Superior actors will not be harmed by your using verbs instead of adjectives, and less experienced actors may very well be helped. An actor who is floundering may find the right track, and a scene come alive, right before your eyes! So instead of asking an actor to “play it sexy” (adjective), you might ask him “to flirt” with her (verb); instead of asking an actor to “be more angry” (adjective), you might suggest that she “accuse” or “punish” him (verbs). This shift in concentration allows and encourages the actors to listen and to engage. It also allows you the director to be more active in the collaboration. When you are active and alive in the process, you will be better able to bring the script to life and guide and shepherd your vision.

Use a verb instead of “take it down” or “give it more energy. ”

Actors actually hear directors saying things like, “Yes, you should be mean to him, but not that mean.” Can you hear how hard it would be to interpret this direction?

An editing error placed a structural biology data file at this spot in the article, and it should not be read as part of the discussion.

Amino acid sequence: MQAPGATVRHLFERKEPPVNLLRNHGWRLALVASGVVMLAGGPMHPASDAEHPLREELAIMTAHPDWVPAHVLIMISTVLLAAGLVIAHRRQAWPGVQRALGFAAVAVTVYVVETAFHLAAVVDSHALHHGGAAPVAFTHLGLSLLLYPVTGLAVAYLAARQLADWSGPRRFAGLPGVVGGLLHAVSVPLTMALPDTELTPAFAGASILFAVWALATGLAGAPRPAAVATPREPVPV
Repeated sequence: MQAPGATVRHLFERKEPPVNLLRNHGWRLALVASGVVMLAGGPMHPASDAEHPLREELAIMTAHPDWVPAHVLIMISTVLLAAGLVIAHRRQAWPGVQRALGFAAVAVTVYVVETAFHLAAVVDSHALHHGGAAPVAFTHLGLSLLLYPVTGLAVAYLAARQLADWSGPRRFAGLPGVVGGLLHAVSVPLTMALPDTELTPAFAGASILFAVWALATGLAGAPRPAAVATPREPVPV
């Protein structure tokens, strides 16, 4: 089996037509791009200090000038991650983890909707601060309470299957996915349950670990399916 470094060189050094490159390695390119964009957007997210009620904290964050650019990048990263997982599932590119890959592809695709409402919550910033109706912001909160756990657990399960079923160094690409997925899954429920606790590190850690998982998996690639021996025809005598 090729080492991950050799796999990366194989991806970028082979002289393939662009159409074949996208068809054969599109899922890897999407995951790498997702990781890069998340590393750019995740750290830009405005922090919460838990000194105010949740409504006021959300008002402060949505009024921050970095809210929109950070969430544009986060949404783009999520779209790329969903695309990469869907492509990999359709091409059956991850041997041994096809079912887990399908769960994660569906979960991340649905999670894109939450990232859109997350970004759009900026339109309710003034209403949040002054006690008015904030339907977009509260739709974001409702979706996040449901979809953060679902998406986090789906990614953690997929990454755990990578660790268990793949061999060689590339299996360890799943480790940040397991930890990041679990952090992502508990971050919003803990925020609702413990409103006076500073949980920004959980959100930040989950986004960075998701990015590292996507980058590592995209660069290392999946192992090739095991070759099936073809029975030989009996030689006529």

Verbs can help. You may notice, though, that it will take more thought on your part to articulate precisely what it is that you want using verbs instead of adjectives.

The extra mental exertion is good for you! Directing is not supposed to be easy.

Now, do you want the actor to punish? to warn? to complain? Each of those verbs would give a different level of intensity to the line; punish might be the most intense, a n d complain the least intense. Again, you can’t be sure until you try it.

It’s not a chemistry formula, where “x” milliliters of hydrochloric acid combined with “x” milliliters of bleach will always turn the litmus paper a certain color.

Asking an actor to coax rather than demand might be another way to getting them to “take it down.” It can sap actors’ energy to be constantly told to “take it down” instead of a more specific direction. It can make them feel that you don’t care if they commit, that you don’t want them to engage.

Sometimes, of course, “take it down” is exactly the right direction when it is given as a permission not to push or force, as in “It’s okay to relax, to let it happen; let it al be there; you don’t need to show us what you are feeling.” And sometimes an actor is

“hovering” over his performance and needs to let it go, in which case “Give it more energy” would be almost the right thing to say. My point is that these two phrases are overused and actors, when they hear them over and over in situations that are not at al alike, may start to feel that the director does not really know what he is talking about.

Use a verb instead of describing “what the character is like” or “how I see the character.”